All biological living constructs have an inborn mechanism for self disposal and a life form, including mind, is blind to the quality which is to lead to its own destruction (Bion 1991).
Taking Bion’s ideas to a natural conclusion, Eigen asserts that to overcome the annihilating forces that mind itself, the new toy, can and does engender and release in the hands of the “sensuous beast”, one mind is not enough: it takes two at least, and not just at the beginning of life, but forever.
If, in a sense, we are like fragile babies exposed and entrusted to each other’s caring/killing beautiful minds, we are left with what looks like the paradoxical task of seeking salvation through the multiplication of potential sources of danger: meetings generating more storms. Can we face the risk of really meeting and waiting enough time for the emotional experience to produce the dreams it may?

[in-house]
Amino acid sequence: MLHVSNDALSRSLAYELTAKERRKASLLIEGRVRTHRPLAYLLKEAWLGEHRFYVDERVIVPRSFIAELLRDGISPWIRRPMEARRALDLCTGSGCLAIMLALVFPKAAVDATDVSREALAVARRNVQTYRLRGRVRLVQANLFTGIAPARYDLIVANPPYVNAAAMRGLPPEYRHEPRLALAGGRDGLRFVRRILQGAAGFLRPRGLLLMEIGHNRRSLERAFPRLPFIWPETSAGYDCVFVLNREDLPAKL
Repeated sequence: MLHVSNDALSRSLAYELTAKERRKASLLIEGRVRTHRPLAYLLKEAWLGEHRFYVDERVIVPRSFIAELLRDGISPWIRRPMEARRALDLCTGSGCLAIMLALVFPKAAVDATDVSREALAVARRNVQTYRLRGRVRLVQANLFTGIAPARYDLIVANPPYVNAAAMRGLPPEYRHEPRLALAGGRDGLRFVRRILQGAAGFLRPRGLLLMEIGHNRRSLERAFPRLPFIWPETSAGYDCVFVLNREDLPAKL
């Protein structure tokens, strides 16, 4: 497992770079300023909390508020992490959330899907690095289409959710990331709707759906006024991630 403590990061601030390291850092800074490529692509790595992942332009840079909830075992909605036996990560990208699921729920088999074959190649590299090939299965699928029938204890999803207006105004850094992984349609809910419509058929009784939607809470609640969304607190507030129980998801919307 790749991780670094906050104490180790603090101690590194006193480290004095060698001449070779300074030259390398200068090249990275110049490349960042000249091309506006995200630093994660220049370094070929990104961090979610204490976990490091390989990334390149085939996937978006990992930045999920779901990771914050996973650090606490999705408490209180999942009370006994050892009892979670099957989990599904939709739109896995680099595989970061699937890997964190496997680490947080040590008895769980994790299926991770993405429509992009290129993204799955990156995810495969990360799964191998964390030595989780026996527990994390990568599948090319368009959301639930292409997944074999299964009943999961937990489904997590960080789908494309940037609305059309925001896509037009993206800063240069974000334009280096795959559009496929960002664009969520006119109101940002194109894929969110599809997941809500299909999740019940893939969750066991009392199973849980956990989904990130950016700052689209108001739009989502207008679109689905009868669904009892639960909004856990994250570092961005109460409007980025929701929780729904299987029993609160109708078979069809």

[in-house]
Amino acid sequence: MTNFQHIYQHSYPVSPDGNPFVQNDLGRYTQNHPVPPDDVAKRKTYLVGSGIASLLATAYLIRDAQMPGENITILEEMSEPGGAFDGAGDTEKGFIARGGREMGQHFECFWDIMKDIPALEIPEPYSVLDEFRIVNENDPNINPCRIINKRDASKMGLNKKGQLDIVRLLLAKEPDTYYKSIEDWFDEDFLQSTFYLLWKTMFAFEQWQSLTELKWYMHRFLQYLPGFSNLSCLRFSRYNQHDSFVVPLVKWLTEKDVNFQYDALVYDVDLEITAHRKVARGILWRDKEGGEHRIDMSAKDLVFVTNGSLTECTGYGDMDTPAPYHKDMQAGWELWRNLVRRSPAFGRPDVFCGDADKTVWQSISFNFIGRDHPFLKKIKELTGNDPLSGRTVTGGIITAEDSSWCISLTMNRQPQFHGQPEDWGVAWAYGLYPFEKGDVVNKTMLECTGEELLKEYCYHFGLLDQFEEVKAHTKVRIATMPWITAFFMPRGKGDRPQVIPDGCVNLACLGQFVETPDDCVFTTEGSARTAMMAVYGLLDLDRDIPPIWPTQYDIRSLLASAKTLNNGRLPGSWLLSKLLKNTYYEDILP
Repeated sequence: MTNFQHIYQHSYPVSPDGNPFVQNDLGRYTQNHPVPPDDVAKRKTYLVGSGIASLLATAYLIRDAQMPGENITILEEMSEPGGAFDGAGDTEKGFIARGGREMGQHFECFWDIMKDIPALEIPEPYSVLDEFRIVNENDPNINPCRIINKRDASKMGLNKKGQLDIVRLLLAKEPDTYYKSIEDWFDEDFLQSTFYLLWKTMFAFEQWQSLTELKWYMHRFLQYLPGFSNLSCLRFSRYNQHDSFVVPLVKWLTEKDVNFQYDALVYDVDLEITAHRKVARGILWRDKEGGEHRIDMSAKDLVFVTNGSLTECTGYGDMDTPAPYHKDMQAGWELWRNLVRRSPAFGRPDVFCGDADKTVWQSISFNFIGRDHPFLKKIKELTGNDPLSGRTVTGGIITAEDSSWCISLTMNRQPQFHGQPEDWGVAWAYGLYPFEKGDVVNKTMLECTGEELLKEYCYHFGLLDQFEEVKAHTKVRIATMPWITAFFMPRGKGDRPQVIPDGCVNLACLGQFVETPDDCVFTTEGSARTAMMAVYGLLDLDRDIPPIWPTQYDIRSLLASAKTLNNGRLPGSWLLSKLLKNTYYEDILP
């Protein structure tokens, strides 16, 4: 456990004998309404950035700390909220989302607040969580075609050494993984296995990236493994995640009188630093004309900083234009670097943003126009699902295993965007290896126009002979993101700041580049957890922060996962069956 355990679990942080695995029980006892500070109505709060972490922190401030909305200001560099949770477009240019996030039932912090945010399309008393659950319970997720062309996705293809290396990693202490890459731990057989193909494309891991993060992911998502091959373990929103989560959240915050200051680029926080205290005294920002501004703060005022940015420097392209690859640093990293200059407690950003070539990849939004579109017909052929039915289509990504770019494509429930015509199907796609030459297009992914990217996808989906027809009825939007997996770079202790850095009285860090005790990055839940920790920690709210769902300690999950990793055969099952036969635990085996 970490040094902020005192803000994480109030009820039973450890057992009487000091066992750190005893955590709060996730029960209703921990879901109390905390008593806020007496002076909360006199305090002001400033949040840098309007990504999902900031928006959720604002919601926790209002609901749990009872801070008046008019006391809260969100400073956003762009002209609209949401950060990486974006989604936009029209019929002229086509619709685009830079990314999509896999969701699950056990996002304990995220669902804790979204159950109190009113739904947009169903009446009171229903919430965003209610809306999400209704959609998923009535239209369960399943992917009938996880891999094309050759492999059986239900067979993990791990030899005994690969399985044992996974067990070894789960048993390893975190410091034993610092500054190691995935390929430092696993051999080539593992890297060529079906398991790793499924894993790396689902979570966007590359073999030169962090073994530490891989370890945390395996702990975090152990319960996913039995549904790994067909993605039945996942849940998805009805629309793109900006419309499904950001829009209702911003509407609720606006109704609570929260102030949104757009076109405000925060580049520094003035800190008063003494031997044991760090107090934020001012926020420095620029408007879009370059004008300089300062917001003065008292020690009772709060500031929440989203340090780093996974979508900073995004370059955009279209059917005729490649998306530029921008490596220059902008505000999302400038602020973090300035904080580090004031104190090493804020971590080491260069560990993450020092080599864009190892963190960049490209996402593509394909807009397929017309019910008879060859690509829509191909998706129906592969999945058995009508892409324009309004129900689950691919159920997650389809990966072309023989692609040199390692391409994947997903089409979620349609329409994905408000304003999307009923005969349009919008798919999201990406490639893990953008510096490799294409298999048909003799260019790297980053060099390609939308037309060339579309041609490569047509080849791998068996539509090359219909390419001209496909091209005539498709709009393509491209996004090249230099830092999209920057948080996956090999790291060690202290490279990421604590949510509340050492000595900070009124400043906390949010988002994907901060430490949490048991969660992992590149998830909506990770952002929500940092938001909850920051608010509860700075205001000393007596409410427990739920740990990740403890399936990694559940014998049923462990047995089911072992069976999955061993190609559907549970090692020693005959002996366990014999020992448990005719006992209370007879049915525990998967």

Can we afford not to question Eigen, can we afford to go on solving problems by killing diversity when it becomes a nuisance, be it a black emotion in ourselves or a scandalous idea, and be satisfied with ourselves because, at least, we can refrain from killing a person of the wrong colour? Should we not take the idea of interconnected psychic worlds seriously and care for their ecology, their reservoirs of vitality? Can we afford not to?
In Emotional Storm one glimpses the writer being processed by the experience of writing. Feeling, thinking, feeling and re-thinking, the recursive rhythm of the book extends even into and through the very detailed and precision-oriented notes at the end of the book. In fact, though more linear and very helpful in locating the sources of the many ideas that sprinkle the book’s landscape, the notes too are spiced by the author’s associations, opening potential and often divergent paths of research. Maybe this is what made James Grotstein, another writer who has built on Bion’s legacy, call Emotional Storm a veritable “tour de force”.
For this reader, it proved a peculiar pleasure to be tossed about and lifted up by the “forces” on the tour.